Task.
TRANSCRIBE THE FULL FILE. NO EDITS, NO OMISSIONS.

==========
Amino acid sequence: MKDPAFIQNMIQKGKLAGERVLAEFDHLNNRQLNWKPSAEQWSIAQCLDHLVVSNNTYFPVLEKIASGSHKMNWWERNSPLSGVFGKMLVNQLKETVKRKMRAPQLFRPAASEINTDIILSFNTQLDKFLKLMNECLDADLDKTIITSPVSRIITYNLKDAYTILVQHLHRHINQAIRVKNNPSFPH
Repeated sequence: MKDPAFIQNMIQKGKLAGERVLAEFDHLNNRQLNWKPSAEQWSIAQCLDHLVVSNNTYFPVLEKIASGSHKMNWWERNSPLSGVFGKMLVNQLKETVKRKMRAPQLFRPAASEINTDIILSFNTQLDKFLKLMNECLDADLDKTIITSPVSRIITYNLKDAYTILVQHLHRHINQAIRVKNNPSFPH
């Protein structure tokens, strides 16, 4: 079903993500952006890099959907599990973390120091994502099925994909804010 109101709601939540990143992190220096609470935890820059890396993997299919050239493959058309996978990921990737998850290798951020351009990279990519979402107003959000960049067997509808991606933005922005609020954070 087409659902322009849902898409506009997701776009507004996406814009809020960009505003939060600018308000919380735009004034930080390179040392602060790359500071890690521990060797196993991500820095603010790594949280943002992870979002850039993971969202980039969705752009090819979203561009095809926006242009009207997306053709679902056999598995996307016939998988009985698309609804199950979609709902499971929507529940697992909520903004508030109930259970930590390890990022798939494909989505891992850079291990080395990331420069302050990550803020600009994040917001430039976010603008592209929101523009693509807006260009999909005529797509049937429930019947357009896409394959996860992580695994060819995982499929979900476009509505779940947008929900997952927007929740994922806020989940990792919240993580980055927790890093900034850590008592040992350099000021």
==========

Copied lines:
Amino acid sequence: MKDPAFIQNMIQKGKLAGERVLAEFDHLNNRQLNWKPSAEQWSIAQCLDHLVVSNNTYFPVLEKIASGSHKMNWWERNSPLSGVFGKMLVNQLKETVKRKMRAPQLFRPAASEINTDIILSFNTQLDKFLKLMNECLDADLDKTIITSPVSRIITYNLKDAYTILVQHLHRHINQAIRVKNNPSFPH
Repeated sequence: MKDPAFIQNMIQKGKLAGERVLAEFDHLNNRQLNWKPSAEQWSIAQCLDHLVVSNNTYFPVLEKIASGSHKMNWWERNSPLSGVFGKMLVNQLKETVKRKMRAPQLFRPAASEINTDIILSFNTQLDKFLKLMNECLDADLDKTIITSPVSRIITYNLKDAYTILVQHLHRHINQAIRVKNNPSFPH
């Protein structure tokens, strides 16, 4: 079903993500952006890099959907599990973390120091994502099925994909804010 109101709601939540990143992190220096609470935890820059890396993997299919050239493959058309996978990921990737998850290798951020351009990279990519979402107003959000960049067997509808991606933005922005609020954070 087409659902322009849902898409506009997701776009507004996406814009809020960009505003939060600018308000919380735009004034930080390179040392602060790359500071890690521990060797196993991500820095603010790594949280943002992870979002850039993971969202980039969705752009090819979203561009095809926006242009009207997306053709679902056999598995996307016939998988009985698309609804199950979609709902499971929507529940697992909520903004508030109930259970930590390890990022798939494909989505891992850079291990080395990331420069302050990550803020600009994040917001430039976010603008592209929101523009693509807006260009999909005529797509049937429930019947357009896409394959996860992580695994060819995982499929979900476009509505779940947008929900997952927007929740994922806020989940990792919240993580980055927790890093900034850590008592040992350099000021």